Even Standards Based Grading, which I think gets us closer to something real that measures ability is still a problem, we still assign a level for the purposes of reporting credit, the feedback is just more relevant and detailed in those reporting periods. In my two decades plus of teaching students who struggle, those with disabilities, those from marginalized communities, I have met very few that would not ultimately be capable of doing any of the things I ask well. But we’re driven by Carnegie units, credits, and grades. For those who truly cannot, their pathways for career and society are already largely set. They get Pass/Fail options, modified graduation requirements, social promotion, etc. For those who know how to form the relationships needed to get ahead, if they have the motivation/privilege, then they will land in their own roles. There are countless examples of straight, white males who continue to fail upwards and gain promotions and raises throughout their career because that’s just what happens in corporate America for those in the dominant culture. The research on people moving between socio/economic barriers doesn’t lead me to believe that very many can change these predetermined societal roles, or economic status.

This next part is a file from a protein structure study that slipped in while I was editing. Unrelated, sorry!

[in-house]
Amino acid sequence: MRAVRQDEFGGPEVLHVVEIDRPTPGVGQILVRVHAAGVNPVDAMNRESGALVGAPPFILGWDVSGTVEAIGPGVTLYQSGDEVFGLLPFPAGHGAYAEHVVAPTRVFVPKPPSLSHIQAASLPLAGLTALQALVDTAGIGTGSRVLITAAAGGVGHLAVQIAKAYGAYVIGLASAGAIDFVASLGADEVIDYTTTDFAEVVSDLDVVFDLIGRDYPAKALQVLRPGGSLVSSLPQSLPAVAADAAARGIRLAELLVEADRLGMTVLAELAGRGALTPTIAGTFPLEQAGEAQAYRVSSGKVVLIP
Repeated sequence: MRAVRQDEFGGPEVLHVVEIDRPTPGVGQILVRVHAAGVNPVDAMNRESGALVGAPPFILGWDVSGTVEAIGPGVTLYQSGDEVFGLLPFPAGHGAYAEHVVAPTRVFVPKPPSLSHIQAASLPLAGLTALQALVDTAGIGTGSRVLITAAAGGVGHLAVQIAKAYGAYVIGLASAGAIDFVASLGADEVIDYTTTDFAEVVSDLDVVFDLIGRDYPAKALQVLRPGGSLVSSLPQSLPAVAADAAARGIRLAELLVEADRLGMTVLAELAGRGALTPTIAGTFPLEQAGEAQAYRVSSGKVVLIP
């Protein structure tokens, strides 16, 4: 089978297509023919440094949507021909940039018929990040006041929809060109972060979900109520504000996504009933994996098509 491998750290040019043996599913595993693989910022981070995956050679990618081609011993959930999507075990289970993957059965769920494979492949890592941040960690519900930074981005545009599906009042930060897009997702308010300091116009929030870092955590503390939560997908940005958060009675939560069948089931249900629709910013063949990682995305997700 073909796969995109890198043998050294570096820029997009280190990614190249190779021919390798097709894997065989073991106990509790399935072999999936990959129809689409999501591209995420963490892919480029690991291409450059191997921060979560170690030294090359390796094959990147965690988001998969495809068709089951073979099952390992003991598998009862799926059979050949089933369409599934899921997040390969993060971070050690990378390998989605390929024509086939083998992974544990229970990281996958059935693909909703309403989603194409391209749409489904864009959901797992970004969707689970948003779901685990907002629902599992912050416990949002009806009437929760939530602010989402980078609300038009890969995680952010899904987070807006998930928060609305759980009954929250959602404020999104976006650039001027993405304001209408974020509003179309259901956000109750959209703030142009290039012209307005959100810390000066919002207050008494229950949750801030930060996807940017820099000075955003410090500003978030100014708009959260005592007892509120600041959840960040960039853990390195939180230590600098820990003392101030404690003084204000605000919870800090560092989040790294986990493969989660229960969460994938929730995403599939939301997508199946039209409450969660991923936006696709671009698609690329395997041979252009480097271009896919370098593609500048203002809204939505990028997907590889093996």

Grades are part of the fiction, the mass delusion we use to keep some semblance of order. Structures and systems comfort the masses. This is part of why COVID-19 shutdowns of schools freaked out so many to the point where they demand that schools reopen as normal even though the research coming out about reopenings is showing us that schools in fact are mass spreaders as well and that students are efficient transmitters of the virus. When the narrative is disrupted we freak out, we have anti-maskers, people gathering in spite of what science tells us. Demands to go back to the system from which they benefited. These same vocal activists had little to say when graduation rates in Minnesota for students of color was the worst in the nation; or when biased testing, and lack of access to honors/AP courses was the norm. Schools even handed out credits for minimal amount of effort when it was white suburban kids who started to struggle with how to play the new game that would actually have them demonstrate mastery of a skill. We could have used the time to connect people, to teach, to create experiences in new ways (that by the way, where happening for decades in true online learning programs), but we focused on all of the wrong things and not what COVID-19 taught us about what was bullshit about the whole system and how inherent the inequities are, and will become further cemented as we transition back to “normal”.